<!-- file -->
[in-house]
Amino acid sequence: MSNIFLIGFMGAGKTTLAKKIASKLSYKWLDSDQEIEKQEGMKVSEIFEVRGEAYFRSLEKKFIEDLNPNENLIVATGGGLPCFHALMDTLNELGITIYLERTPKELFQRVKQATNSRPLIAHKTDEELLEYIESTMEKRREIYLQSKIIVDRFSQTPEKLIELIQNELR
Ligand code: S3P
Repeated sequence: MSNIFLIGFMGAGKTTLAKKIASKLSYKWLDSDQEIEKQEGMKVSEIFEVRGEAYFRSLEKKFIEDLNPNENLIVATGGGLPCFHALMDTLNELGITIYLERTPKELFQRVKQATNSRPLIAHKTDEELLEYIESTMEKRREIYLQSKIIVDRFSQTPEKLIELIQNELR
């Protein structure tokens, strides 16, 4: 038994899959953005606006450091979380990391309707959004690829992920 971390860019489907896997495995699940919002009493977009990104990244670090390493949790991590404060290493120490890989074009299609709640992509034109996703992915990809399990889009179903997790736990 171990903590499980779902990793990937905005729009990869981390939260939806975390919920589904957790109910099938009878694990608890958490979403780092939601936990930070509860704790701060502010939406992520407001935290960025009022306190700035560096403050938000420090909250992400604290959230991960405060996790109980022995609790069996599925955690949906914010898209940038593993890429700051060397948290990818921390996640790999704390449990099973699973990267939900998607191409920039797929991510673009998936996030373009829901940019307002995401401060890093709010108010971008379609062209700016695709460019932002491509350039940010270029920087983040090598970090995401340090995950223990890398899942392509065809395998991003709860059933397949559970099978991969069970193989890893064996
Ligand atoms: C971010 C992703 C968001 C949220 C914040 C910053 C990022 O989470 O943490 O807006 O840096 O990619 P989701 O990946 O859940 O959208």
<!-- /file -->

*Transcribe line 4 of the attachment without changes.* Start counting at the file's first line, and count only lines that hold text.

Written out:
Repeated sequence: MSNIFLIGFMGAGKTTLAKKIASKLSYKWLDSDQEIEKQEGMKVSEIFEVRGEAYFRSLEKKFIEDLNPNENLIVATGGGLPCFHALMDTLNELGITIYLERTPKELFQRVKQATNSRPLIAHKTDEELLEYIESTMEKRREIYLQSKIIVDRFSQTPEKLIELIQNELR